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Market Nuggets: BNP Paribas: Zinc Still ‘An Uglier Duckling Than Lead’



 BNP Paribas says zinc remains “an uglier duckling than lead.” A report from base-metals strategist Stephen Briggs says both metals have underperformed, although they have fared better than expected in the first quarter due to positive sentiment toward the base-metals complex generally. Otherwise, lead is “better placed” than zinc since exchange and other reported stocks are proportionately far lower. Also, lead demand is expected to grow 5.5% to 6% this year and next, not far behind other base metals, including zinc. “The bullish medium-case for zinc is based largely on the fact that some key mines will reach the end of their working lives in the next few years,” BNP says. “But the lives of two of these have been extended, so the zinc supply shock looks less sudden and immediate than it did. Less has changed for lead because the mines produce relatively little of this metal and are less central to its bull case.” The zinc market may move from a surplus to deficit later than lead, Briggs says.”We believe lead’s premium over zinc could trend even higher over the course of 2011, towards or even beyond USD 300/t,” he says.




Market Nuggets: Credit Agricole Looks For Palladium To Be Top-Performing Metal In 2011



Credit Agricole CIB looks for palladium to be the best performing metal in 2011. Senior metals analyst Robin Bhar cites increased usage in industrial applications and auto-catalyst demand, particularly for the gasoline-based engines that dominate the U.S. and Chinese markets and which rely upon palladium. He also cites exchange-traded fund demand and market uncertainty about the size of Russian state stockpiles. “Finally, an attractive price differential to more expensive platinum should see palladium as the best performer in 2011 of the four precious metals under consideration and indeed, out of all the metals,” Bhar says. He also looks for platinum to “steadily strengthen” in 2011, helped by investment demand and improving economic outlook that means more auto and other industrial demand. “Platinum supply is dominated by South Africa, where increasing power costs will require relatively high marginal-cost production to be developed to meet demand,” Bhar says. “Another bullish factor is the high frequency of labor unrest in the country and the potential for production to be interrupted regularly.”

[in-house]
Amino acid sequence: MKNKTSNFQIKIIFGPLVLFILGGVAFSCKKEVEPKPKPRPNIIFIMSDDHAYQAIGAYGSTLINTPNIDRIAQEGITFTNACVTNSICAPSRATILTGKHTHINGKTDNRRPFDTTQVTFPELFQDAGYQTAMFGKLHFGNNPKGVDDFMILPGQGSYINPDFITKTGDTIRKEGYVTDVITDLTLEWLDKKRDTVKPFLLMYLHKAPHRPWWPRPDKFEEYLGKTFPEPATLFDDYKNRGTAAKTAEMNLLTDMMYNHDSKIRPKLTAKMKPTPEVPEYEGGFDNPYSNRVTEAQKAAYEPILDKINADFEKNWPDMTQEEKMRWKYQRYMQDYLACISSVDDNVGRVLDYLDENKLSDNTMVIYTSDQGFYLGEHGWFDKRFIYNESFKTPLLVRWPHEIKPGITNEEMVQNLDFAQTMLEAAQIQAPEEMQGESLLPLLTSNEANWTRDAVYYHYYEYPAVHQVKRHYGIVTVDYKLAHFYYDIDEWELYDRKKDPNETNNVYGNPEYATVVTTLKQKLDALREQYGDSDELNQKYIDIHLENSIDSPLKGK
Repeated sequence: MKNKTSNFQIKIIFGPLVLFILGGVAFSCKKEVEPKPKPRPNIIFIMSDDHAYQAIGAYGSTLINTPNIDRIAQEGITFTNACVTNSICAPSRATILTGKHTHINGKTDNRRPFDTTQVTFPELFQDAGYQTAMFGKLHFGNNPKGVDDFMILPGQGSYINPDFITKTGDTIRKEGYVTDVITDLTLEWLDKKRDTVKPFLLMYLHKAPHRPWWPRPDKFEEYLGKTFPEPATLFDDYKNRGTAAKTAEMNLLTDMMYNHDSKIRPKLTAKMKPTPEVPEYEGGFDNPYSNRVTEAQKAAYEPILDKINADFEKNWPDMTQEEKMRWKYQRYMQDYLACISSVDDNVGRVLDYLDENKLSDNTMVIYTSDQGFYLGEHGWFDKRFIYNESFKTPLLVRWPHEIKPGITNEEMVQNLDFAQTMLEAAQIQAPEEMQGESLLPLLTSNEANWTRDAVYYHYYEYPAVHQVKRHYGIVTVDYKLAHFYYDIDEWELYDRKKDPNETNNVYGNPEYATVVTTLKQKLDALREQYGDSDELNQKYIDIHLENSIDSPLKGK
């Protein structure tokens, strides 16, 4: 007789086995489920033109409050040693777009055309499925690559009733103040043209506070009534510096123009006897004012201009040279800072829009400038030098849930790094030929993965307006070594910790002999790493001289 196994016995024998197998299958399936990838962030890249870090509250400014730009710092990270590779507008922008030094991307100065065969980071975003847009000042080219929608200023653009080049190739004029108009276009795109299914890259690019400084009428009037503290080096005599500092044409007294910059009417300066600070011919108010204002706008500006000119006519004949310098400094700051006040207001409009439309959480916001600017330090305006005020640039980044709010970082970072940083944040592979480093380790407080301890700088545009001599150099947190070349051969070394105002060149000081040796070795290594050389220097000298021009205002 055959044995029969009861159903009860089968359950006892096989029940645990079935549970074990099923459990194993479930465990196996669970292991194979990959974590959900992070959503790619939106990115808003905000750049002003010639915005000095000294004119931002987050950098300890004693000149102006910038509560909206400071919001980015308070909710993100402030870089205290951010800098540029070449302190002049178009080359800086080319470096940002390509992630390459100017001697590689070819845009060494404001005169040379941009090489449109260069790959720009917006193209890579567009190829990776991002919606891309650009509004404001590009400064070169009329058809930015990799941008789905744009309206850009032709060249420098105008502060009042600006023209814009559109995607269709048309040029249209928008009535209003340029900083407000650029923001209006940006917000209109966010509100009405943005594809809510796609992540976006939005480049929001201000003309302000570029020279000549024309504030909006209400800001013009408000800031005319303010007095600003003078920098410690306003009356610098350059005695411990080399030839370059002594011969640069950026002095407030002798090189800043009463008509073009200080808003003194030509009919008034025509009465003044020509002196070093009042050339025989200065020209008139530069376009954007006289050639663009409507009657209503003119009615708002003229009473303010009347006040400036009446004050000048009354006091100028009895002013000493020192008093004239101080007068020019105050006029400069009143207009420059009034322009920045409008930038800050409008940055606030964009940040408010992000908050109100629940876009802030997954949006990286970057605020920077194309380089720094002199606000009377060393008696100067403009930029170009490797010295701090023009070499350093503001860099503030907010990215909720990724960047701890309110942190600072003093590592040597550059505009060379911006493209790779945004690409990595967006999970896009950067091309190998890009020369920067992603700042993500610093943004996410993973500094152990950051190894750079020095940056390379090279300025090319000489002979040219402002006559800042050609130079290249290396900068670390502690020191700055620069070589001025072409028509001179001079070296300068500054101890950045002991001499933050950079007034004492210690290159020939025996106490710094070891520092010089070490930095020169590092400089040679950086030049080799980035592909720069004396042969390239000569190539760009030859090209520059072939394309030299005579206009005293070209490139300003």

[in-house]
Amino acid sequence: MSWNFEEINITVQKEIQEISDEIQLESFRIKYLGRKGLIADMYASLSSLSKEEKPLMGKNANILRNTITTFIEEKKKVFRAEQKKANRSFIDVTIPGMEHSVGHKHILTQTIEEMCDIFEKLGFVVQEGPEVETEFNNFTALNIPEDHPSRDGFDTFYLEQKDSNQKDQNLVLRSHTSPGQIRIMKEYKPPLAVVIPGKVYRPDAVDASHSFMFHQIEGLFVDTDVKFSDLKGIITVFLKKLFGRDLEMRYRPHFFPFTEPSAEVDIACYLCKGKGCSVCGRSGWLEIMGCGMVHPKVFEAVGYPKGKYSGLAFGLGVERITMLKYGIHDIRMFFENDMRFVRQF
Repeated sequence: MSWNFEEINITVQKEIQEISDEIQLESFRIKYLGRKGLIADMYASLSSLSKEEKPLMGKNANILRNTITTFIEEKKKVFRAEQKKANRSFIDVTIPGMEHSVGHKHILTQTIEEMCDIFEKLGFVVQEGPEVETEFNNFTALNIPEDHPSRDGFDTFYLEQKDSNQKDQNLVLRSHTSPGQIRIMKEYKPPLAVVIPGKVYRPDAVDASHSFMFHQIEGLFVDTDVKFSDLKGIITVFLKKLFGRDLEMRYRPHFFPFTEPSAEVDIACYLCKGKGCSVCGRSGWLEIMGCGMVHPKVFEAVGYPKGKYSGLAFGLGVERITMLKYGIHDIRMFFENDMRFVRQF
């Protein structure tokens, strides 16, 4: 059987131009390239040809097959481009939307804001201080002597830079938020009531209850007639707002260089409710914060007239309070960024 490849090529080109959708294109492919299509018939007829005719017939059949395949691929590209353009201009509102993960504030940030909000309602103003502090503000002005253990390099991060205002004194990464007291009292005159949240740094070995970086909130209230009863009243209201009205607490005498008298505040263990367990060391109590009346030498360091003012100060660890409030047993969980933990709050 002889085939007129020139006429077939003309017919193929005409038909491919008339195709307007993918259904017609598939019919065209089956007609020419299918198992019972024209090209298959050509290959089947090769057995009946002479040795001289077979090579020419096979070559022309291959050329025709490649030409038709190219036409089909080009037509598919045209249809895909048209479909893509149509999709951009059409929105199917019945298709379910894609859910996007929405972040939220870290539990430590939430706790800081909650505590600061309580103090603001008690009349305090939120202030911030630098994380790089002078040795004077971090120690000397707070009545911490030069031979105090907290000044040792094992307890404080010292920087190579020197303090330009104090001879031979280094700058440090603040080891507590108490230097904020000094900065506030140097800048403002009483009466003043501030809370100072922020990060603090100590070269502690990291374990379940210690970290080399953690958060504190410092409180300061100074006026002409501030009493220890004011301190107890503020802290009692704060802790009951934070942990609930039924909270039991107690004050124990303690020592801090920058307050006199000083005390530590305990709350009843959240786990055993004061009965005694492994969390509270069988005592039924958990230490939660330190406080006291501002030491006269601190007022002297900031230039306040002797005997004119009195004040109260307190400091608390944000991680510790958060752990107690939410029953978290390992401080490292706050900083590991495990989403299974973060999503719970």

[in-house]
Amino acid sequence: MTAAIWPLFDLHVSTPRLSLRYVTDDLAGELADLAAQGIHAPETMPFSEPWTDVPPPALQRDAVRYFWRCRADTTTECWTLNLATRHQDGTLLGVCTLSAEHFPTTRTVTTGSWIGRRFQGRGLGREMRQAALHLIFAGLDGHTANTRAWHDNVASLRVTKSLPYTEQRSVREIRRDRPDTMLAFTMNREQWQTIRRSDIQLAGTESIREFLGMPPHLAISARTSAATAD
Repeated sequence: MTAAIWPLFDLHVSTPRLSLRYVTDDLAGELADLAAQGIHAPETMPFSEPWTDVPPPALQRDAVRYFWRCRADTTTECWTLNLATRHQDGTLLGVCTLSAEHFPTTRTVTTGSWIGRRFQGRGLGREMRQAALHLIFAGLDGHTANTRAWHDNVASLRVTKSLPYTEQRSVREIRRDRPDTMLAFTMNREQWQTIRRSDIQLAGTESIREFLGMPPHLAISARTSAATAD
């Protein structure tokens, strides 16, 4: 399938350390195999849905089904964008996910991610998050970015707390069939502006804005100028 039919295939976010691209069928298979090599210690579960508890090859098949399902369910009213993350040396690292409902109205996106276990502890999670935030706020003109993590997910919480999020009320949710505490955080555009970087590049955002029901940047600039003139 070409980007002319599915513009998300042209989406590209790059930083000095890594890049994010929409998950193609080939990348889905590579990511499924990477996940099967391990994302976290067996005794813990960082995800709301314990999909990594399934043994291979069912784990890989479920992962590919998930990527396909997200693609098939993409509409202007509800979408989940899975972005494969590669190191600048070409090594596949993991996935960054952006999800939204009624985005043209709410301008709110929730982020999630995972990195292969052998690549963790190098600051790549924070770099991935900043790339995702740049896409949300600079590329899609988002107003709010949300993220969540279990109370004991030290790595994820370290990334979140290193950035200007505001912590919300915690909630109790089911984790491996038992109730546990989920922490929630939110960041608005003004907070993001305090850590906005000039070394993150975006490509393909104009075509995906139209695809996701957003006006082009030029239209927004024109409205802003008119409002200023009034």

Market Nuggets: Credit Agricole CIB: Base Metals May Resume Uptrend Soon


The general outlook for base metals remains favorable, says Robin Bhar, senior metals analyst with Credit Agricole CIB. The metals have lately been caught in a tussle between geopolitical risks that are bearish for prices and encouraging macroeconomic news that is bullish, he says. London Metal Exchange inventories are continuing to rise, reflecting slack physical demand currently; prices therefore should remain capped in the near term, with any upside break unlikely to be sustained. “Weakness on the downside should be strictly limited given pent-up demand from consumers and investors buying commodities to hedge against inflation and/or a weakening USD (dollar),” he says. “We believe that the fundamental backdrop remains broadly supportive and expect the uptrend to accelerate soon.”




Market Nuggets: Morgan Stanley: Risk-Reward In Crude-Oil Prices 'Skewed Materially To The Upside'



Analysts with Morgan Stanley say the risk-reward in crude prices is “skewed materially to the upside.”  Moves in oil have affected both the base- and precious-metals complex lately, prompting traders to cast one eye toward crude. Oil has been rising since September, first driven by improving economic fundamentals, and more recently due to a supply disruption in Libya and fears this could occur in other oil-producing nations, Morgan Stanley says. “Though not our base case, incremental disruptions in neighboring countries could see oil prices move materially higher still,” Morgan Stanley says. Elsewhere in the commodity arena, Morgan Stanley describes itself as “very constructive” on corn and soybeans. “Our favorites in the metals space include copper, tin, palladium, gold, silver and nickel.” Morgan Stanley says it remains bearish on natural gas.




Market Nuggets: Morgan Stanley: Investor Interest To Continue In Gold, Silver


Morgan Stanley looks for continued investment interest in gold and silver. Both rose last month on Middle East tensions and fears of growing inflation. “With oil prices likely to remain bid, we expect this renewed interest in precious metals to be sustained,” Morgan Stanley says. “Geopolitical risk aside, we think the Fed’s continued commitment to QE2 (second round of quantitative easing) remains supportive for gold and silver prices, despite increases in U.S. long-bond yields.” Silver continues to outperform gold even though silver’s mine production and scrap supply exceed fabrication demand, Morgan Stanley says. “This paradoxical price outcome reflects the strength in investment demand that has been sufficient to neutralize the large fundamental surplus,” Morgan Stanley says. And, Morgan Stanley adds, fabrication demand is strengthening due to improving economic conditions.




Market Nuggets: Comex Gold Maintaining Gains As Mideast Political Concerns Persist